Redefine Conventions

of Success

Written by Chloe Aiello



A first-time encounter with the White

Mystery siblings conveys an uncanny satisfaction,

a feeling that only comes from meeting individuals

of genuine originality and distinction. Even the

most cursory glance belays their relation.

Francis Scott Key stands tall and stoic, with

long, red curls falling in feral tresses to either side

of his bespectacled face. A few years older, Miss

Alex White, as she is known in the music scene

for her self-titled solo work, is diminutive with a

shock of the same curls and a strikingly focused

gaze. Despite her commanding presence and

impressive resume of artistic accomplishments,

she is surprisingly soft-spoken.

When onstage, the siblings make a fierce

pair. Their live performances radiate energy

reminiscent of the glory days of rock and roll,

though their friendly and approachable offstage

demeanor speaks most to the soul of their vision.

Meet White Mystery: the brother-sister power duo

whose refusal to play by the rules is changing the

landscape of the music industry for independent

artists in Chicago and across America.

White Mystery has been tearing up stages

in basements and bars, at music venues and

festivals, all over the world since their inception

in 2008. They have four full-length albums, an

array of prestigious sponsors, and show no signs

of stopping until they reach their predetermined

10-year mark in 2018. While countless punk and

garage-rock bands call Chicago home, Alex and

Francis differentiate themselves from the pack by

the scope and variety of their projects, the power

of their live performances, and a staunch refusal

to compromise the integrity of their art.

Born and raised in Rogers Park, where they

still live today, Alex and Francis were raised in a

creative household. “What got us into music in the

first place was probably our parents’ great taste in

Zeppelin and the Rolling Stones,” Alex said.

Their mother, Chicago’s photographer

Diane Alexander White, achieved acclaim through

her street documentation of the 1979 Disco

Demolition, rock and roll’s rowdy backlash to the

disco movement. Although not musically inclined,

the Whites nurtured their children’s talents and


Photography by Diane White

encouraged their pursuit of music. Francis recalls

attending some of his first shows in Chicago, “[Our

parents] would drop us off at all ages shows around

Chicago, like the Fireside Bowl and backyards

where our friends would play.” Both siblings began

making music very early. Prior to forming White

Mystery in 2008, Alex had already made a

name for herself through her solo work, as Miss

Alex White, and numerous collaborations. So

far Alex has played in 12 bands and has 18 vinyl

releases. She self-released her first album at 17 on

Missile X records, a label founded with her best

friend. It was around that time that her solo project

and her band, The Hot Machines, began making

some serious waves. “The Hot Machines played

with The Kills and The Raveonettes, so we were

getting some attention. We were being pursued by

a major label but the feeling wasn’t right,” Alex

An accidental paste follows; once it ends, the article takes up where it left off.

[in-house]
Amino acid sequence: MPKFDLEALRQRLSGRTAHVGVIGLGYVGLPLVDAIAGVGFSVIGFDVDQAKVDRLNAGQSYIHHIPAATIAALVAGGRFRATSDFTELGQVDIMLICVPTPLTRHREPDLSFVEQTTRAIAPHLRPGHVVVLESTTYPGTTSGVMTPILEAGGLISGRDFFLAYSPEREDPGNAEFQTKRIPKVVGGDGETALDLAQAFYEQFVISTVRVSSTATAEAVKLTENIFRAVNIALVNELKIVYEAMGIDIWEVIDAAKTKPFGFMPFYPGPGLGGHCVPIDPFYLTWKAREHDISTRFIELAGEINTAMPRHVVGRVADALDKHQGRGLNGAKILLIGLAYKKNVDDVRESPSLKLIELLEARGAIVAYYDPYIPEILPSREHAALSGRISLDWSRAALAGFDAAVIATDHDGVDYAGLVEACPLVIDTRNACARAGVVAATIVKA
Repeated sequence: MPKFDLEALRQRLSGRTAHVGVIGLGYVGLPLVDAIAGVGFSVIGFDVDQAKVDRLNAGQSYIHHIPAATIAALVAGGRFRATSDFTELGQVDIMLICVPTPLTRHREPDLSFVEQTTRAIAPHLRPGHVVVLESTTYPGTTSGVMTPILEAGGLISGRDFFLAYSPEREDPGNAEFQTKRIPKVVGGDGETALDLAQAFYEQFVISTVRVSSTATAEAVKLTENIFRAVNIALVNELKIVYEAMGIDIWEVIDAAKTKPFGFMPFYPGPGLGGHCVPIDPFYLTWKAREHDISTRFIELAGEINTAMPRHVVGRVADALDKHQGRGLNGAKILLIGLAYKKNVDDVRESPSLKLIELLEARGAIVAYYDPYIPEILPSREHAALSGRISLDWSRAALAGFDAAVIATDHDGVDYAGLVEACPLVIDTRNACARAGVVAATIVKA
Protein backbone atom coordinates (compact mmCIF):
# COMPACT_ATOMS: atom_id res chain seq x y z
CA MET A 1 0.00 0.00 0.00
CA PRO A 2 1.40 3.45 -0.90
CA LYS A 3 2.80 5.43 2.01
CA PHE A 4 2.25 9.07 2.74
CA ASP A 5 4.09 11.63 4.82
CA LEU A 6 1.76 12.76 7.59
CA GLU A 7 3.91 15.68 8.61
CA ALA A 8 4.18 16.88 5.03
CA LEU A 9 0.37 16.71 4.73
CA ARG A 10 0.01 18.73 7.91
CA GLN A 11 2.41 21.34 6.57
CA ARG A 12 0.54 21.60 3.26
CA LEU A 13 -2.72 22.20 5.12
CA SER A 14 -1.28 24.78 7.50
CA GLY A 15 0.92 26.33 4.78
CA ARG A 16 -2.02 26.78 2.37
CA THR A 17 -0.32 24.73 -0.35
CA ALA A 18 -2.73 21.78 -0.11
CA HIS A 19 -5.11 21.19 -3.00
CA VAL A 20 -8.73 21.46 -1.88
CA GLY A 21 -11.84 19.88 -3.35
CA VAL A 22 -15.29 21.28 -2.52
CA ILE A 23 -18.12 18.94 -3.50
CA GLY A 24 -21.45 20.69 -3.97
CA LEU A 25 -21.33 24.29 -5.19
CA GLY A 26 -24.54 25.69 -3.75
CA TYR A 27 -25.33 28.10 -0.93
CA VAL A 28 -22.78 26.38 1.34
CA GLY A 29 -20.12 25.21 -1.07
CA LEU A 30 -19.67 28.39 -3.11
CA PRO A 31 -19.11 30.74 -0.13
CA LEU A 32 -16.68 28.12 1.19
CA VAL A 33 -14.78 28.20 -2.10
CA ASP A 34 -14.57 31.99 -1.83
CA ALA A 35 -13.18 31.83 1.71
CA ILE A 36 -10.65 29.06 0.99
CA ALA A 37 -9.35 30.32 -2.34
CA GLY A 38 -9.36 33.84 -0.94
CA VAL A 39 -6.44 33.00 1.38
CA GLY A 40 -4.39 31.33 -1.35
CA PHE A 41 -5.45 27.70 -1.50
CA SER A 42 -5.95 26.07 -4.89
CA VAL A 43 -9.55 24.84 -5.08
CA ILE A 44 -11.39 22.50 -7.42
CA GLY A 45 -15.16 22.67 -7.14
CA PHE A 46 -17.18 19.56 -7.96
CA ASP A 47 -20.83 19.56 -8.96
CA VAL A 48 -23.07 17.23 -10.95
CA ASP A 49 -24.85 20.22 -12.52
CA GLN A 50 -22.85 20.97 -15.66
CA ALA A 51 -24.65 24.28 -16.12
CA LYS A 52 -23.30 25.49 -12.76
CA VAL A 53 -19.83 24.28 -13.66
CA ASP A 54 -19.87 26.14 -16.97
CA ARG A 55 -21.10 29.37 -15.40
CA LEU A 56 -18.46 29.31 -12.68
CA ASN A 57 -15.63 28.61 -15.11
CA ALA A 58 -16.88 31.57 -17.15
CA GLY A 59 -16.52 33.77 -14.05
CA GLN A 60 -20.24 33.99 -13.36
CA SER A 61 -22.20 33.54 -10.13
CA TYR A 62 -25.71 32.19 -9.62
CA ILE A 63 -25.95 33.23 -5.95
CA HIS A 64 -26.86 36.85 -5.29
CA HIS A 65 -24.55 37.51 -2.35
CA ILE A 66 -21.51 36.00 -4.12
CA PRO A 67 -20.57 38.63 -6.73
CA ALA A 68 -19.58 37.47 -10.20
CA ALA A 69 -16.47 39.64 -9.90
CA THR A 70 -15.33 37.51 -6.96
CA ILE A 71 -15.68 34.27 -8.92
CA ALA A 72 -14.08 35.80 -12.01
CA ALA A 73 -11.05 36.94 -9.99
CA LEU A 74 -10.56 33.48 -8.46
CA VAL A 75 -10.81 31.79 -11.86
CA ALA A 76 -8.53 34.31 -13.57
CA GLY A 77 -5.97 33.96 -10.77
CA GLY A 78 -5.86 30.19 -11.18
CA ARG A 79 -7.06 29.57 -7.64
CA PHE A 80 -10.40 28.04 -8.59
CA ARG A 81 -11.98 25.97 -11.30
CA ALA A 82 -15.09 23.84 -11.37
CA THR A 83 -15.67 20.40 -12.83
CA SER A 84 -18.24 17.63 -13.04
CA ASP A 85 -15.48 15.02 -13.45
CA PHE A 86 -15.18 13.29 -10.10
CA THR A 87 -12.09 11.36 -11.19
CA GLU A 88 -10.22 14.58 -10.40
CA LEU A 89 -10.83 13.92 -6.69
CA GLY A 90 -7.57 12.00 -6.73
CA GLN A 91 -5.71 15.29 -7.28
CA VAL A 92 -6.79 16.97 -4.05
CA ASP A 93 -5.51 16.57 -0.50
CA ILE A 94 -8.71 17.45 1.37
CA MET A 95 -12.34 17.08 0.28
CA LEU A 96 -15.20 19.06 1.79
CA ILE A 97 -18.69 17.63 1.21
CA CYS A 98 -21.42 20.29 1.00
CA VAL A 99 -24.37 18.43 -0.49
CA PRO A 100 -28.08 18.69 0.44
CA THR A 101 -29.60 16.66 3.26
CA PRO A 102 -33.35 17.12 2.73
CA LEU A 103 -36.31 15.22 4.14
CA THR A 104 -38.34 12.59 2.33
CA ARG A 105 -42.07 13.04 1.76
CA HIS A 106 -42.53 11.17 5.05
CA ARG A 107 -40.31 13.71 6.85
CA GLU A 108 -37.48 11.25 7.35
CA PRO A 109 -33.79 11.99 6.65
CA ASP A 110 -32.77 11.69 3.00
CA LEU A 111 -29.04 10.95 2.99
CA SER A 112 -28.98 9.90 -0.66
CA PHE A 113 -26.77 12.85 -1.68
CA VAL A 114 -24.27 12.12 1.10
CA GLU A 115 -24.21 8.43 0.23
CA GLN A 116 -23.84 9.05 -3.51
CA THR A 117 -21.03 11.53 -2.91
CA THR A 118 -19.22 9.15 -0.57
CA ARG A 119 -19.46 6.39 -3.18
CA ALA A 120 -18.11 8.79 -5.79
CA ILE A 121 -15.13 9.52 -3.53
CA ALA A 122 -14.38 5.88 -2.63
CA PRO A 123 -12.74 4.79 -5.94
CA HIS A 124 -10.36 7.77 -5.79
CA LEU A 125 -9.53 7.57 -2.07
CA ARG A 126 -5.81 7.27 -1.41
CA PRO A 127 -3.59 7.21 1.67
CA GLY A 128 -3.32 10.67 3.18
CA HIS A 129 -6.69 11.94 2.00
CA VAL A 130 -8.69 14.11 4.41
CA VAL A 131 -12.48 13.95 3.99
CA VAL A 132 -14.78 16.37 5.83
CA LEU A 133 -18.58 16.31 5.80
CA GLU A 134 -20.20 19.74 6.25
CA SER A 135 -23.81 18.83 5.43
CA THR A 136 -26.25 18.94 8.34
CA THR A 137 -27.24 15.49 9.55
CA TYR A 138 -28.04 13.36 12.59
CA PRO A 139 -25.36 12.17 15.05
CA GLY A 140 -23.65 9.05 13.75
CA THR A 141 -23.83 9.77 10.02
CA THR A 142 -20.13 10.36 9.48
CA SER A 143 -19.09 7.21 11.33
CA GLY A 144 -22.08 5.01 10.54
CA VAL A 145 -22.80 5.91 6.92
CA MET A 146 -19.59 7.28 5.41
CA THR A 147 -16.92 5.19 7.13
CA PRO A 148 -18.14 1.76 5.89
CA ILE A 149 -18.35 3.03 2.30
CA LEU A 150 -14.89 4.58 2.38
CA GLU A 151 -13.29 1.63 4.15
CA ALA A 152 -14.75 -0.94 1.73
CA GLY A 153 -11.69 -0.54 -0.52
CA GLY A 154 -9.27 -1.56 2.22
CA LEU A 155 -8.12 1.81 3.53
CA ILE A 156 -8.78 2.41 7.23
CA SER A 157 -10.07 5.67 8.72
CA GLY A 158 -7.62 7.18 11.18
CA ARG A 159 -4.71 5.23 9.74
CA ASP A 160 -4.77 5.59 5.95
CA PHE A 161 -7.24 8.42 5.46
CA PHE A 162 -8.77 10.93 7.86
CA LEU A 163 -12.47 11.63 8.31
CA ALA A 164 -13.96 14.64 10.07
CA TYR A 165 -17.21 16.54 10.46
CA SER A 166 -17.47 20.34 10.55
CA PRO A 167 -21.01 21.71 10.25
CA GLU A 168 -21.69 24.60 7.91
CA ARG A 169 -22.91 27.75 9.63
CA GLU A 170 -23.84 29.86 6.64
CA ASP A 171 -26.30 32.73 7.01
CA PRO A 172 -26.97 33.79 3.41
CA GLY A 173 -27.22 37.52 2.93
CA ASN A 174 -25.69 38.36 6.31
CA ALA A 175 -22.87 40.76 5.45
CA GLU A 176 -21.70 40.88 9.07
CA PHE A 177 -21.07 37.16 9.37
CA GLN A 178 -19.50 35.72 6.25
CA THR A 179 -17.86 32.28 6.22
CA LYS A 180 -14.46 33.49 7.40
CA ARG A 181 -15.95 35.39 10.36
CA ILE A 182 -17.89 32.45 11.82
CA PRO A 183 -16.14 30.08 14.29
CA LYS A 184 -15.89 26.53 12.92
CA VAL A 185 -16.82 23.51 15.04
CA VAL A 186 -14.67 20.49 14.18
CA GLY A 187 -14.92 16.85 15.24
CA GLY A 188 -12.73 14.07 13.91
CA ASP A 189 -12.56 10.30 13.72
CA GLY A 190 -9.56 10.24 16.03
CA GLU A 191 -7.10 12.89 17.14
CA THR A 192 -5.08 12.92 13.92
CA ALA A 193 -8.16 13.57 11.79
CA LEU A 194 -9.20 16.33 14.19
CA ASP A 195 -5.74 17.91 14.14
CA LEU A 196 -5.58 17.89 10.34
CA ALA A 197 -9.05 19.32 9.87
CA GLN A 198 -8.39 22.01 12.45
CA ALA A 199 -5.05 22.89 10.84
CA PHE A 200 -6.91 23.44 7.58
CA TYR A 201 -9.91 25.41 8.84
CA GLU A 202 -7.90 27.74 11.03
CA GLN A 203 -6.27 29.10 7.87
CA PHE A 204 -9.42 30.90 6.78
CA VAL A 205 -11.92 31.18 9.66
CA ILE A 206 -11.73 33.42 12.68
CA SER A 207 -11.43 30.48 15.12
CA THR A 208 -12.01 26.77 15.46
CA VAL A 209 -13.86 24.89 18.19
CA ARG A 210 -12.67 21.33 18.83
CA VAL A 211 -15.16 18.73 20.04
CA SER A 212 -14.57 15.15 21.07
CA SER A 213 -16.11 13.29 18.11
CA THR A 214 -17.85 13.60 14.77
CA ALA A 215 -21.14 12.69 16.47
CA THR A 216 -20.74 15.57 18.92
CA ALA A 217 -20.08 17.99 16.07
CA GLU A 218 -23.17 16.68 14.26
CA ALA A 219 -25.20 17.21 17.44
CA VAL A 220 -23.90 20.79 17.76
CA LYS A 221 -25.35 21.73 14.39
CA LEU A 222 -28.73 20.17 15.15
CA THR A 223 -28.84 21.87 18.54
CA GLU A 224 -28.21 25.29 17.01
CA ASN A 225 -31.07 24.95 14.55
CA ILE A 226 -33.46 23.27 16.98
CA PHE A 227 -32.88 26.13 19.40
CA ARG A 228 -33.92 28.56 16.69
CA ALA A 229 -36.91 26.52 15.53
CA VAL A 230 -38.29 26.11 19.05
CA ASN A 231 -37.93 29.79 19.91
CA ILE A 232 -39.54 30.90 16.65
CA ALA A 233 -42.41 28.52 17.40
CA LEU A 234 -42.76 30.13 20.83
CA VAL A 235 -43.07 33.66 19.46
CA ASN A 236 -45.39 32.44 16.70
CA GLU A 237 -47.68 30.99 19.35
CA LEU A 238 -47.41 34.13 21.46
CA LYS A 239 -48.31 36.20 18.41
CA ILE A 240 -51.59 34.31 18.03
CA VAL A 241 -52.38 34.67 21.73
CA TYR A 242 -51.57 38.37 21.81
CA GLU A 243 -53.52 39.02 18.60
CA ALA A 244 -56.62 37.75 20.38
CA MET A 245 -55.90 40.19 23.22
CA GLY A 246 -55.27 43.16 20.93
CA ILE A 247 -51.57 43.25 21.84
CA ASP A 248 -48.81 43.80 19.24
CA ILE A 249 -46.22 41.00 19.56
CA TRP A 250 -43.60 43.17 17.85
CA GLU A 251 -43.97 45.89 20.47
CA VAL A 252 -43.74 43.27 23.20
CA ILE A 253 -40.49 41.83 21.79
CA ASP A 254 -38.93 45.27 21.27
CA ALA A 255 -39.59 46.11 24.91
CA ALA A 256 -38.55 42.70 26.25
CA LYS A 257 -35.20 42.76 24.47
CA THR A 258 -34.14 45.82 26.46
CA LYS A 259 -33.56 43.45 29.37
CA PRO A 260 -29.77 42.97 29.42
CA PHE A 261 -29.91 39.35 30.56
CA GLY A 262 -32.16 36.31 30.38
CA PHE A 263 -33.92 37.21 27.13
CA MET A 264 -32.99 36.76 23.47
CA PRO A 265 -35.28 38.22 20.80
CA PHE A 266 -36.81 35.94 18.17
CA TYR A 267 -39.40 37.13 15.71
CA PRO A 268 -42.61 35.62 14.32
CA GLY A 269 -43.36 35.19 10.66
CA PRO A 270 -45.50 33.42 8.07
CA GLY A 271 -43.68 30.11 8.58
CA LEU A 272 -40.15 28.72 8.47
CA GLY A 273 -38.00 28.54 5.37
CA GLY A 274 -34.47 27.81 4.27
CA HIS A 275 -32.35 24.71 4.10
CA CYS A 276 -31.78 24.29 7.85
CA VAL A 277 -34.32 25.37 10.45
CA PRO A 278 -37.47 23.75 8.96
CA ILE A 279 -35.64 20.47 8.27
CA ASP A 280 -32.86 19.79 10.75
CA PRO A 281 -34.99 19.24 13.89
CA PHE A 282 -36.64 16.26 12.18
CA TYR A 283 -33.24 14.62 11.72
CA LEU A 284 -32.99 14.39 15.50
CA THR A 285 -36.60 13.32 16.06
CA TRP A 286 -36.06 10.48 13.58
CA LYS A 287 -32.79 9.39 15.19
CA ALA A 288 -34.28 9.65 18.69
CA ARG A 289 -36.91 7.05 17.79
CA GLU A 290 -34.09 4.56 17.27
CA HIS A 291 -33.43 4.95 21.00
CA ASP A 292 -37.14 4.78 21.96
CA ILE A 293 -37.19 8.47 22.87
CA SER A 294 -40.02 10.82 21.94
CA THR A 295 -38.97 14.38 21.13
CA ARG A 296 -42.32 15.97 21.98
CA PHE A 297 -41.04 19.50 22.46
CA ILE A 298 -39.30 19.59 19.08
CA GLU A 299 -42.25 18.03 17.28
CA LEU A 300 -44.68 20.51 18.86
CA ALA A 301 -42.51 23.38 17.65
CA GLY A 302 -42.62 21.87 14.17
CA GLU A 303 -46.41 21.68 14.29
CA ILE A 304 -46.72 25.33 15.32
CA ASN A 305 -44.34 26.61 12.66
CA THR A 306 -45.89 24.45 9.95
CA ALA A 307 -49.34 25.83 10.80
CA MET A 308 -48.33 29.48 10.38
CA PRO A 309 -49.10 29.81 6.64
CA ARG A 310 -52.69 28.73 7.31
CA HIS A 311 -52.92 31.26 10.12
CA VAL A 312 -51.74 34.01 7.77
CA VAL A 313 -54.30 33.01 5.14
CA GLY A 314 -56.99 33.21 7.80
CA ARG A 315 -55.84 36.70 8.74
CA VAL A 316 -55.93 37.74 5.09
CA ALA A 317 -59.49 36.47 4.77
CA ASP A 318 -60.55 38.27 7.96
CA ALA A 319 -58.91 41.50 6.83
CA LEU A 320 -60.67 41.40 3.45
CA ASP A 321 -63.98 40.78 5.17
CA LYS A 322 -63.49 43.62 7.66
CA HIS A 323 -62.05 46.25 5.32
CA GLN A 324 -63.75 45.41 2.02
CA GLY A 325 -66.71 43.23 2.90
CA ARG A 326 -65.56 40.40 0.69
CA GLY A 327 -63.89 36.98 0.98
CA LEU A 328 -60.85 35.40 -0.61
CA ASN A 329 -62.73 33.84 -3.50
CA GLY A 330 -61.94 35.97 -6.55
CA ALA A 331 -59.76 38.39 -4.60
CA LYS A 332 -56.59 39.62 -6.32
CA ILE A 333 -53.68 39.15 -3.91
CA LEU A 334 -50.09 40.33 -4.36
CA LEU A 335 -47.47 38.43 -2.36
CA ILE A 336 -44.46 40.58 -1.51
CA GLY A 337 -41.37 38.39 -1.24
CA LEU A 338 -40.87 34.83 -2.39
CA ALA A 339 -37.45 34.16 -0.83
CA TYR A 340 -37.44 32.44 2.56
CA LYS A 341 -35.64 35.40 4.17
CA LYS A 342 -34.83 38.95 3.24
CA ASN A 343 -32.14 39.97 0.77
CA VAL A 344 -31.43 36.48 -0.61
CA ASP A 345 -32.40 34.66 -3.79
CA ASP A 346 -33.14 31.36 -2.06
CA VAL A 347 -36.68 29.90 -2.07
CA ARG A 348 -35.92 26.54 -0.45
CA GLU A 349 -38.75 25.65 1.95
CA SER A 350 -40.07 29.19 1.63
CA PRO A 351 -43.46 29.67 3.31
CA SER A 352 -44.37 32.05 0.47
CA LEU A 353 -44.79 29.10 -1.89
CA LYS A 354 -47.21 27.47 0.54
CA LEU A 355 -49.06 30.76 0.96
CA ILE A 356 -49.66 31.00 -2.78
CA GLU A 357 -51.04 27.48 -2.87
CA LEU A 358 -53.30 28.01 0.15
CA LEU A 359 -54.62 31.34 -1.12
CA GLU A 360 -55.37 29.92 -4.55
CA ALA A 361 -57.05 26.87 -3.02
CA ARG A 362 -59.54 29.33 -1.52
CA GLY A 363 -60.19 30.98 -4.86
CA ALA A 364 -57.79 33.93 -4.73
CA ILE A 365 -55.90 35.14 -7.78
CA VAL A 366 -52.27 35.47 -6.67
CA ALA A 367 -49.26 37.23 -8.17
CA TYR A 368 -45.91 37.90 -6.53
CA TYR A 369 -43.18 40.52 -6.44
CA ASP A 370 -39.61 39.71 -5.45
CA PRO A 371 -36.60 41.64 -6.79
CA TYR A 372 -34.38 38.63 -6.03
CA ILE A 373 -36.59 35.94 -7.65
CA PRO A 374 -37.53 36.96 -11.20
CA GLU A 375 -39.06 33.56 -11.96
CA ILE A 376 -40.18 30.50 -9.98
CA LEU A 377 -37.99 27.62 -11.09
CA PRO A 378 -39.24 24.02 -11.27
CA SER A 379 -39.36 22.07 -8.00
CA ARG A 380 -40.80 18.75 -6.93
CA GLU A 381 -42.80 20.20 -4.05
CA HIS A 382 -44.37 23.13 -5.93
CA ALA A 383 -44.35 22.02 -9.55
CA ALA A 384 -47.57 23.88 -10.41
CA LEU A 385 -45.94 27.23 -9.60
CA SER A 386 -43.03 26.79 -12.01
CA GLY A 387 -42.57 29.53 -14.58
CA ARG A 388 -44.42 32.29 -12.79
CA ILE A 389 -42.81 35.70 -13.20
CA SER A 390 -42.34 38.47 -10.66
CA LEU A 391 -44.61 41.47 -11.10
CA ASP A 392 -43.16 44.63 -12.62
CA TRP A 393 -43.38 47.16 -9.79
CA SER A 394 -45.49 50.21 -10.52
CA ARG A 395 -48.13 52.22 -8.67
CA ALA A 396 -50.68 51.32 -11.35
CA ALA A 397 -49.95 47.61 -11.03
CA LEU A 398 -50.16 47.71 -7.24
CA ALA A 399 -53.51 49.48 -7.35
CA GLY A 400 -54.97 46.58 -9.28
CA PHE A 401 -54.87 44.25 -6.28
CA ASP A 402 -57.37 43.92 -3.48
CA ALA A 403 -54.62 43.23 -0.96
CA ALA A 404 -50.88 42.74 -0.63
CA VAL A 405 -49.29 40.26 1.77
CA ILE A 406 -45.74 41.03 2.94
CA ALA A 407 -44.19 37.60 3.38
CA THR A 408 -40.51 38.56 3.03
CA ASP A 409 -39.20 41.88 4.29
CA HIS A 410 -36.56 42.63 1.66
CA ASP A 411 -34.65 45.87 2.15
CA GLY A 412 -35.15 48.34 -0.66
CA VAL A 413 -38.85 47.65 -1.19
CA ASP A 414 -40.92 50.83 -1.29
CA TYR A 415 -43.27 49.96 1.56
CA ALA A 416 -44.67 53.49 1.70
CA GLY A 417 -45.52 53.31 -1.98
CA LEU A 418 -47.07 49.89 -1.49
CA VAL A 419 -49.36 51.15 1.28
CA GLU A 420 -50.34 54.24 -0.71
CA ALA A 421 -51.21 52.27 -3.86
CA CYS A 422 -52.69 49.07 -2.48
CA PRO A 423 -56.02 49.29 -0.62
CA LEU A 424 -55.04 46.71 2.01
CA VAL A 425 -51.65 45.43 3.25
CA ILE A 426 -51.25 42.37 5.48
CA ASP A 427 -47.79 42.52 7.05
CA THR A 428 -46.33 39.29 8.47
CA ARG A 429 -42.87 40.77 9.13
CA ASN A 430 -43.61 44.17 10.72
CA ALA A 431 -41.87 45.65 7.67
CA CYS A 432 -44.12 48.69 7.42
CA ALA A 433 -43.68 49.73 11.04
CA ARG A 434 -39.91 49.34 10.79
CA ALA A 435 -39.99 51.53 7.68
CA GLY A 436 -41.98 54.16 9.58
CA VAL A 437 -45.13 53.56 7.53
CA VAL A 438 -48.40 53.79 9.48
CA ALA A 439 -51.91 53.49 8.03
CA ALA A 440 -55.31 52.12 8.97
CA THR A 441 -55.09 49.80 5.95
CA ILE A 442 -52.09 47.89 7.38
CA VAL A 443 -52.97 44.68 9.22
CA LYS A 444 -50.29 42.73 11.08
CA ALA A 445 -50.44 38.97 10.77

said. Turning down several major record deals in

favor of maintaining direct creative control over

her music, she continued to self-release on Missile

X Records and would eventually uphold that same

tradition with Francis and White Mystery.

Her decisions early on effectively set a

precedent for White Mystery’s later work. Of their

4 studio albums, White Mystery (2010), Blood

and Venom (2011), Telepathic (2013) and Dubble

Dragon (2014), all are self-released.

“We’ve definitely received a lot of offers from

a lot of different labels but we are committed to

independence,” Alex said, expressing a sentiment

widely shared in Chicago’s DIY scene.

“What I’ve told others and what I tell myself

is continue to follow your instincts… you might

be the right type of person for a label or maybe

not,” Alex explained. Demonstrating a presence of

mind, not often mirrored by young artists breaking

into the music industry, Alex and Francis White

have established White Mystery as an independent

creative powerhouse, blazing a new trail toward a

new definition of success. Francis also got an early

start in music. He attended his first live show at 13

(Alex chaperoned) after which he played in his fair

share of bands prior to the forming White Mystery.

“We’ve both been in other bands before and

the creative process wasn’t always easy,” Alex said.

Photography by Medium Gallery





“The whole brother-sister dynamic lent an

organic flow to it.” White Mystery officially came

to life on April 20, 2008; the Whites celebrate

the anniversary every year with a release on the

same date. “We decided we would be a band

for 10 years total. No moving away, no backing

down, no matter what.” Alex said. Six years and

four full-length albums later, White Mystery is

still going strong—and the siblings attribute much

of their initial success to their hometown’s rich

legacy as a hub for DIY music. It is no wonder a

plethora of intimate DIY spaces have cropped up

in basements, backyards and bars in youth-centric

neighborhoods across Chicago. Given its history

as a self-made city, Chicago artists aren’t afraid of

hard work. Considered by many to be a fixture in

the scene, White Mystery started by playing small

local shows. Despite growing national success,

Alex and Francis can still be found playing at DIY

venues and festivals around the city. “The best

kind of shows are the ones where you can really

connect with people,” Alex said.

“The DIY scene is really awesome for

meeting other young punks.” In fact, one of White

Mystery’s recent memorable collaborations arose

out of a connection made locally.

Alex and Francis met up and coming rock

n’ roll three-piece band, the Holy Motors, at one